One of the most promising types of solar cells has a few drawbacks. A scientist at Michigan Technological University may have overcome one of them.
Dye-sensitized solar cells are thin, flexible, easy to make and very good at turning sunshine into electricity. However, a key ingredient is one of the most expensive metals on the planet: platinum. While only small amounts are needed, at $1,500 an ounce, the cost of the silvery metal is still significant.
Yun Hang Hu, the Charles and Carroll McArthur Professor of Materials Science and Engineering, has developed a new, inexpensive material that could replace the platinum in solar cells without degrading their efficiency: 3D graphene.
Regular graphene is a famously two-dimensional form of carbon just a molecule or so thick. Hu and his team invented a novel approach to synthesize a unique 3D version with a honeycomb-like structure. To do so, they combined lithium oxide with carbon monoxide in a chemical reaction that forms lithium carbonate (Li2CO3) and the honeycomb graphene. The Li2CO3 helps shape the graphene sheets and isolates them from each other, preventing the formation of garden-variety graphite. Furthermore, the Li2CO3 particles can be easily removed from 3D honeycomb-structured graphene by an acid.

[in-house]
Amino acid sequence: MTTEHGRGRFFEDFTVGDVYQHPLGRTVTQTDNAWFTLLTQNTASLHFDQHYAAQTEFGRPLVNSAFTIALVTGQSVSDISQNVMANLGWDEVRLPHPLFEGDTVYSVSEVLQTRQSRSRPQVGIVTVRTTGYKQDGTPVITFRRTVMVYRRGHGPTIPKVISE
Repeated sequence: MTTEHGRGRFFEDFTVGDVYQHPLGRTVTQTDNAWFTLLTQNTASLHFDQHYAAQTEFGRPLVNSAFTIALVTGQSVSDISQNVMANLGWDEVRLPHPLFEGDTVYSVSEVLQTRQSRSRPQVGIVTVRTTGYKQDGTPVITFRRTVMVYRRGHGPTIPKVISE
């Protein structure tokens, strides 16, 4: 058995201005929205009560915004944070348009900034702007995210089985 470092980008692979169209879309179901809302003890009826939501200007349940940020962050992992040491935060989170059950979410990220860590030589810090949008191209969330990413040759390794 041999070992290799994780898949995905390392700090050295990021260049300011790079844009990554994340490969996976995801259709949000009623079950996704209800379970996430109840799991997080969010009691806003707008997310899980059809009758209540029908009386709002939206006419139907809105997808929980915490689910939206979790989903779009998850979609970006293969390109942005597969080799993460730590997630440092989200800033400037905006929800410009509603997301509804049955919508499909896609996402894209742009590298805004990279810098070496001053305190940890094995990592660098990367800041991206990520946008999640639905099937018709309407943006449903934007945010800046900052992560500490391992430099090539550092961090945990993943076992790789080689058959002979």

The researchers determined that the 3D honeycomb graphene had excellent conductivity and high catalytic activity, raising the possibility that it could be used for energy storage and conversion. So they replaced the platinum counter electrode in a dye-sensitized solar cell with one made of the 3D honeycomb graphene. Then they put the solar cell in the sunshine and measured its output.
The cell with the 3D graphene counter electrode converted 7.8 percent of the sun’s energy into electricity, nearly as much as the conventional solar cell using costly platinum (8 percent).
Synthesizing the 3D honeycomb graphene is neither expensive nor difficult, said Hu, and making it into a counter electrode posed no special challenges.
This story is reprinted from material from Michigan Tech, with editorial changes made by Materials Today. The views expressed in this article do not necessarily represent those of Elsevier. Link to original source.